Abstract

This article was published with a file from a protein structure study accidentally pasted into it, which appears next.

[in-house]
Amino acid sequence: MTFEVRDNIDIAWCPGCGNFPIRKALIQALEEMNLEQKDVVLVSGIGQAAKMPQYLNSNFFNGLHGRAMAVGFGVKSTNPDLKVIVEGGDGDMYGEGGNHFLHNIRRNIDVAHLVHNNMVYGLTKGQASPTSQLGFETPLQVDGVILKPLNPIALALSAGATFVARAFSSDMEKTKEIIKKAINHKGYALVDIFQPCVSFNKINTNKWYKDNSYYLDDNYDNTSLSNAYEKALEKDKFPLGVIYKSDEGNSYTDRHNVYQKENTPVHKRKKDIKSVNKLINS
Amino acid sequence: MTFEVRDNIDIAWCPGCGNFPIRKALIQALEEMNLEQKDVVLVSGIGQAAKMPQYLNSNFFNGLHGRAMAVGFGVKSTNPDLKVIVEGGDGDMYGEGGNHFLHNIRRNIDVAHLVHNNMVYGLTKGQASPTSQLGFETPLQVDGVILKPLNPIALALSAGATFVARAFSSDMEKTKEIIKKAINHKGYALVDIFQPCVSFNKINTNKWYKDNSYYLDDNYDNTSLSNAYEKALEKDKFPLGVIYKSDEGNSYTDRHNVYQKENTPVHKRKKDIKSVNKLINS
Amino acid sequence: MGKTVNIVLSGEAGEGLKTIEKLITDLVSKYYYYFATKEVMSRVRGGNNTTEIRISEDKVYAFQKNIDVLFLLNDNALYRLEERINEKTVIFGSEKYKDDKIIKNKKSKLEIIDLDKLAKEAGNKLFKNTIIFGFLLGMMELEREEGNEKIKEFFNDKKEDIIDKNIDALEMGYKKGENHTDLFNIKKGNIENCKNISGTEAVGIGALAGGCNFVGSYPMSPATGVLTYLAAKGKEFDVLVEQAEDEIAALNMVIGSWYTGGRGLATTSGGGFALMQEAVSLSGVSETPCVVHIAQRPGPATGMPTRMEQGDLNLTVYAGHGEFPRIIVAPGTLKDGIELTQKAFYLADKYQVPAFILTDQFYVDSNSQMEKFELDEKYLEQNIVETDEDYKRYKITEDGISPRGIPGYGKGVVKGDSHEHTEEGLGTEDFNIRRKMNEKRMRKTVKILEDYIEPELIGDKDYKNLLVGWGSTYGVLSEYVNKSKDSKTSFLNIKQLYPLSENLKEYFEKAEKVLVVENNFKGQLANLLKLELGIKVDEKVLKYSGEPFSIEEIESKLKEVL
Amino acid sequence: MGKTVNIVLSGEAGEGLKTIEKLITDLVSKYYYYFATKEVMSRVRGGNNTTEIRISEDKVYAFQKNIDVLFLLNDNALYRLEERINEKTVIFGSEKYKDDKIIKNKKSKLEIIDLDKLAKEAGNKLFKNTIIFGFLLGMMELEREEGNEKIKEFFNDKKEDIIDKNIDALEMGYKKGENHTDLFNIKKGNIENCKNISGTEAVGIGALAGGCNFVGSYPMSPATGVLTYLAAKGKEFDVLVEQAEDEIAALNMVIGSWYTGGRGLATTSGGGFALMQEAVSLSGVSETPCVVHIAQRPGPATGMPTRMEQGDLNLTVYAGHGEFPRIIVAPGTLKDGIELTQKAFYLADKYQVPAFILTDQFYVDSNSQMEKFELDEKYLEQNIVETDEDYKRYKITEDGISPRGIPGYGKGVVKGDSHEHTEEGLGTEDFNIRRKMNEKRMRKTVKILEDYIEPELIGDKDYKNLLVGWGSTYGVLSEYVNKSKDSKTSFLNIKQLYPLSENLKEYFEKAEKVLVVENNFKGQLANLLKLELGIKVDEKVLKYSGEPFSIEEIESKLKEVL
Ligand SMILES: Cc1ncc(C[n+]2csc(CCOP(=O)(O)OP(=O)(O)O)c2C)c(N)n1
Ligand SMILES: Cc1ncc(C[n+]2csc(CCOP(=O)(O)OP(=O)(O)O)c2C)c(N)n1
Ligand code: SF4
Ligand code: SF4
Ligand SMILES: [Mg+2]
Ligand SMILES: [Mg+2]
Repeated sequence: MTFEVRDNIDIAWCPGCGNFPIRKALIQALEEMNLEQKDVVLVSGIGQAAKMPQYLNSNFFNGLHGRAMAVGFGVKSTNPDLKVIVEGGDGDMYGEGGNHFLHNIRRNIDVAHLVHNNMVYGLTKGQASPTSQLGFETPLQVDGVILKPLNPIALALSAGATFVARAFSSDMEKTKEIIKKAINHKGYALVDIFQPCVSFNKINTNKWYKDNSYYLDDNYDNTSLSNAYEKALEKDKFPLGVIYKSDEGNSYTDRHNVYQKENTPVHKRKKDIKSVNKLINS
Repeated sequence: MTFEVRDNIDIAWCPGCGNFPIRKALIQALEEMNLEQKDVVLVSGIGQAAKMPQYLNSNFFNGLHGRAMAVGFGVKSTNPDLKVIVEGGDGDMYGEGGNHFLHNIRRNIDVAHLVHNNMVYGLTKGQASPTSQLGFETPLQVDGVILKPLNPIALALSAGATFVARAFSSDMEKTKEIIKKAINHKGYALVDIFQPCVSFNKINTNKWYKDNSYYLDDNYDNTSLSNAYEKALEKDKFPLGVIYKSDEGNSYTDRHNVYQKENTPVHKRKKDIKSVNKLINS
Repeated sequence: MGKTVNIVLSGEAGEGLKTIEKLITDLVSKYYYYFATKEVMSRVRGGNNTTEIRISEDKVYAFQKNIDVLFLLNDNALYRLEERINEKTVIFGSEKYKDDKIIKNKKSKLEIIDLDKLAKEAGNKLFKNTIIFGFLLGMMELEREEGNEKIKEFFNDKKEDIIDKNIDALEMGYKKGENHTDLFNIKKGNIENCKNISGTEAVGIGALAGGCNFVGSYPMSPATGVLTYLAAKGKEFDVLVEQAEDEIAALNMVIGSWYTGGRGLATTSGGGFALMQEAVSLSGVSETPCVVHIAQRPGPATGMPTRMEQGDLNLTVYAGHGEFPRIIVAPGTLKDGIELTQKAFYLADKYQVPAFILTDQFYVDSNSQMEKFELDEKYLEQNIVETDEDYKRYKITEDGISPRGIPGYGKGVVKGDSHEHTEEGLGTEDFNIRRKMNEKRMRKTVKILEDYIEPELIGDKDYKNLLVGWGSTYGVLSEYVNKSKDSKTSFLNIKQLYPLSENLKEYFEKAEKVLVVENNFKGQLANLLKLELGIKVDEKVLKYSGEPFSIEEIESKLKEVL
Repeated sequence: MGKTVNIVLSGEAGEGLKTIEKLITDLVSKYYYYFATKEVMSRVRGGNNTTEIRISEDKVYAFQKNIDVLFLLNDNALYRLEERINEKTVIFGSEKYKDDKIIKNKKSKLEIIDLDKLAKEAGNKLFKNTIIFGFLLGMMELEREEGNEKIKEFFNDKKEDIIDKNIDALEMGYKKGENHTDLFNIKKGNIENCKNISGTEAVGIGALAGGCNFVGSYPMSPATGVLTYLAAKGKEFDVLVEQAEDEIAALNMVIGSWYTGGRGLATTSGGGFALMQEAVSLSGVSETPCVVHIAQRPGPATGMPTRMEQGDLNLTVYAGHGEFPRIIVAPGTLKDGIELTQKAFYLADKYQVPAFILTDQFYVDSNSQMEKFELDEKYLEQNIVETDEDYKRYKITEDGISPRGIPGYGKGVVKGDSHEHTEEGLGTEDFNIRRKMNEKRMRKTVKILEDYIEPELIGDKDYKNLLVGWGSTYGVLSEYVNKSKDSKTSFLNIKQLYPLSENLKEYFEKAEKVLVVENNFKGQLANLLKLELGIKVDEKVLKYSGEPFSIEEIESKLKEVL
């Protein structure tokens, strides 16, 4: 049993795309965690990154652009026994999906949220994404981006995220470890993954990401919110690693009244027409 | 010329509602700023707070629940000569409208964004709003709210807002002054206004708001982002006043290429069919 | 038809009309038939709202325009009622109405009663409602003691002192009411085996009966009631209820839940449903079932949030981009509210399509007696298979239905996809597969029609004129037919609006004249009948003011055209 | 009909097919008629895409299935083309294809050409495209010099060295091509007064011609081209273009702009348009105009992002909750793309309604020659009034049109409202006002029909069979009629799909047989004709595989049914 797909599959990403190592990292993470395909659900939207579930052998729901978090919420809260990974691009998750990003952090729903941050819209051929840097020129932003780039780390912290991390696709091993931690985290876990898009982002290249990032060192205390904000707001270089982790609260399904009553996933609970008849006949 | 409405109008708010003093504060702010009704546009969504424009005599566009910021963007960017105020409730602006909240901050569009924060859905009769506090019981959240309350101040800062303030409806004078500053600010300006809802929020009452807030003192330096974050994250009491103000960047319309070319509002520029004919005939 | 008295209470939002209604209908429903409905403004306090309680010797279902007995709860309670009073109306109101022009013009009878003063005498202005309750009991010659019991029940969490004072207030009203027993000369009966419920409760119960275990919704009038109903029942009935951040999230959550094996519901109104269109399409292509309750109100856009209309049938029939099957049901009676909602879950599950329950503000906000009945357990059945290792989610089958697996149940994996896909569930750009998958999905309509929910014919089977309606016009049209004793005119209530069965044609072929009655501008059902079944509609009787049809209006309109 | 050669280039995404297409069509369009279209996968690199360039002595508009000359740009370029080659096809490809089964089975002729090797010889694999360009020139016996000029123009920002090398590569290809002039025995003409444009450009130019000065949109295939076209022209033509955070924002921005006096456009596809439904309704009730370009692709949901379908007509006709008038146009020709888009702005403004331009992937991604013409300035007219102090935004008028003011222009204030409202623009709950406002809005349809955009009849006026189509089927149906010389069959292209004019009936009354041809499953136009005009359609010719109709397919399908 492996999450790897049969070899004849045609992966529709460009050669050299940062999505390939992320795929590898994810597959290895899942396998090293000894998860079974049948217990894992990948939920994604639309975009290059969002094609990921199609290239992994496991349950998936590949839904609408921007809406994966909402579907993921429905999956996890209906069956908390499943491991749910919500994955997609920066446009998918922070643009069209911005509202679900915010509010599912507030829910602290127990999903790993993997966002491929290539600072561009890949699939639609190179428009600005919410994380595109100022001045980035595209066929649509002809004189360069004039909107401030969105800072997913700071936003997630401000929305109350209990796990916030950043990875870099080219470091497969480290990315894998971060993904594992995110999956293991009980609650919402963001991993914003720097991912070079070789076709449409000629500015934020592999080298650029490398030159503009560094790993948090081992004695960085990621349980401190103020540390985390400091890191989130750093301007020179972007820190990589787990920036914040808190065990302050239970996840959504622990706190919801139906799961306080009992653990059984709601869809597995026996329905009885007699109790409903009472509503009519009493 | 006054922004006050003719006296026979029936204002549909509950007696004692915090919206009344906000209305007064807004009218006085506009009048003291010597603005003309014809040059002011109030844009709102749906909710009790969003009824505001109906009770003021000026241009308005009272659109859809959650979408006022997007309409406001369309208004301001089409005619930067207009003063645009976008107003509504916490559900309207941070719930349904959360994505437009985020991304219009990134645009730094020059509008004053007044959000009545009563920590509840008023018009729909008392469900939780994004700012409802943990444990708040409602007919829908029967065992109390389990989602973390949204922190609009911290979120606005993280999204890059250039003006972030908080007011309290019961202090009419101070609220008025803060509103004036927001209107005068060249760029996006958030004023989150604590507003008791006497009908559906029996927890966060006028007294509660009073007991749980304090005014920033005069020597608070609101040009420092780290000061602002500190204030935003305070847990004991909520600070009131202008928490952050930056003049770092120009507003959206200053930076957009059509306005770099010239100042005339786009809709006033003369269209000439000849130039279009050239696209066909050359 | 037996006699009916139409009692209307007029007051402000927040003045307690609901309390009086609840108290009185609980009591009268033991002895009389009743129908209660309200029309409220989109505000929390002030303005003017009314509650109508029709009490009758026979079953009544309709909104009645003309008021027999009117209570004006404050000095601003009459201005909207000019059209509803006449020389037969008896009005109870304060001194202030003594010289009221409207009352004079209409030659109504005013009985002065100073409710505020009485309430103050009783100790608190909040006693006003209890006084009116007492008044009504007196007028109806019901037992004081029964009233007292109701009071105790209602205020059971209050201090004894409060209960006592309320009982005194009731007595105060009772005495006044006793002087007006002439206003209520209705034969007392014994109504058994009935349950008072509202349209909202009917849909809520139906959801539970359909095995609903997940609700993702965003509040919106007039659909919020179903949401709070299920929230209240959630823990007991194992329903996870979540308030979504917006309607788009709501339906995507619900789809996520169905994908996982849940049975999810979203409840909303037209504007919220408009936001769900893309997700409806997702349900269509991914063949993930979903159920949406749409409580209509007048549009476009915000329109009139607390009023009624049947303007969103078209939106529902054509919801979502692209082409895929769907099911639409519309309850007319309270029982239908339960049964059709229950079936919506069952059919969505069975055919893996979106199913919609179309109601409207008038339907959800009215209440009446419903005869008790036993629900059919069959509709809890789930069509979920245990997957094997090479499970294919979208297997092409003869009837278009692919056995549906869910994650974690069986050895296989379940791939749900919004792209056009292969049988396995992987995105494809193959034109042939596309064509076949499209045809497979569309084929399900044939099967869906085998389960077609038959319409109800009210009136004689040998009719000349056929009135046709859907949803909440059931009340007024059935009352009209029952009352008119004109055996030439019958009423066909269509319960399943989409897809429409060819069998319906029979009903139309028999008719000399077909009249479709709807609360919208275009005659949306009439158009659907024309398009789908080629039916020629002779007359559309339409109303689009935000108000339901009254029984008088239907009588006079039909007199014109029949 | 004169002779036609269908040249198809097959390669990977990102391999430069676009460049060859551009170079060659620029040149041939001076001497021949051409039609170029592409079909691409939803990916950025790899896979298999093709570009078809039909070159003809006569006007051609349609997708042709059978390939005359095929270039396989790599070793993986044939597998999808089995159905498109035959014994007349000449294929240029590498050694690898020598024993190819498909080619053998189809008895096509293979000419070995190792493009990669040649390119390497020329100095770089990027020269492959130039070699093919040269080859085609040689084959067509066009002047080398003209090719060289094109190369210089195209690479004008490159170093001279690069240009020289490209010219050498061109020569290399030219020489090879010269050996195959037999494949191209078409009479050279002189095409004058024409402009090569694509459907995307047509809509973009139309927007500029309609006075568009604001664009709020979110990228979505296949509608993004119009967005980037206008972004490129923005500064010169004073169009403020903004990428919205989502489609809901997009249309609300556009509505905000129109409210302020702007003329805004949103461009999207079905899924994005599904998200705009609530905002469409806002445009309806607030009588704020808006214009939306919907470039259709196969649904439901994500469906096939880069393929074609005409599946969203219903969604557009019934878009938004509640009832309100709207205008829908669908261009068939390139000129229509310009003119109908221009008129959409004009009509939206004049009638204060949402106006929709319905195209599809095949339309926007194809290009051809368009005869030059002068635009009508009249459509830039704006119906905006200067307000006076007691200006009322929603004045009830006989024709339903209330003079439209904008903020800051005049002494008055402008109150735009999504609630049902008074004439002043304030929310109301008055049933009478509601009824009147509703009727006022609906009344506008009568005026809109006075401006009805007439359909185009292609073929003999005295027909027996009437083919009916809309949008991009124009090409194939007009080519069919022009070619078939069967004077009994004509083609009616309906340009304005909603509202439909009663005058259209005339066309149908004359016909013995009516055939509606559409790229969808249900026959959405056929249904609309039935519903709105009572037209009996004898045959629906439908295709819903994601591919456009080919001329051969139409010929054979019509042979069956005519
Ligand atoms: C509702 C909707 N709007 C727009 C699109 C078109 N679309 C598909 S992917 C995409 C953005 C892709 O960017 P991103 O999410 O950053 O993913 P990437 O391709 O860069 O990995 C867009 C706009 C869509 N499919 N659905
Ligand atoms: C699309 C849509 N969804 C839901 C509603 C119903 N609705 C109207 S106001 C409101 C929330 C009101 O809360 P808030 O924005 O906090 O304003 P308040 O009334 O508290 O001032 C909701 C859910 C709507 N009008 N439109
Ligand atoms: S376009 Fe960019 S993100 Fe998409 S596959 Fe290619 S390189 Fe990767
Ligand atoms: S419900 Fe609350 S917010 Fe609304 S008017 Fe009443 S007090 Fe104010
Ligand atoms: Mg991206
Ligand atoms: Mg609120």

The Chesapeake Bay impact structure, Virginia, is the largest impact crater in the United States. The important question of how large the impactor was that formed the crater remains unanswered. This is primarily due to peculiarities of the crater structure, revealed by seismic exploration, that complicate comparisons with other terrestrial and extraterrestrial craters. One potential explanation for the unusual structure of the Chesapeake Bay crater is that the cratering process was affected by rheologic variations in the target at the time of impact. Using numerical modeling, we find that for a sufficient contrast in material strength between the sedimentary and crystalline units at the Chesapeake Bay impact site, we can produce a model of the final crater that is consistent with observational constraints, and hence we can infer the energy released during the impact, ∼1.75 × 106 Mt. In the absence of target strength variations, the final crater diameter is likely to have been ∼40 km, rather than the observed 80–90 km.

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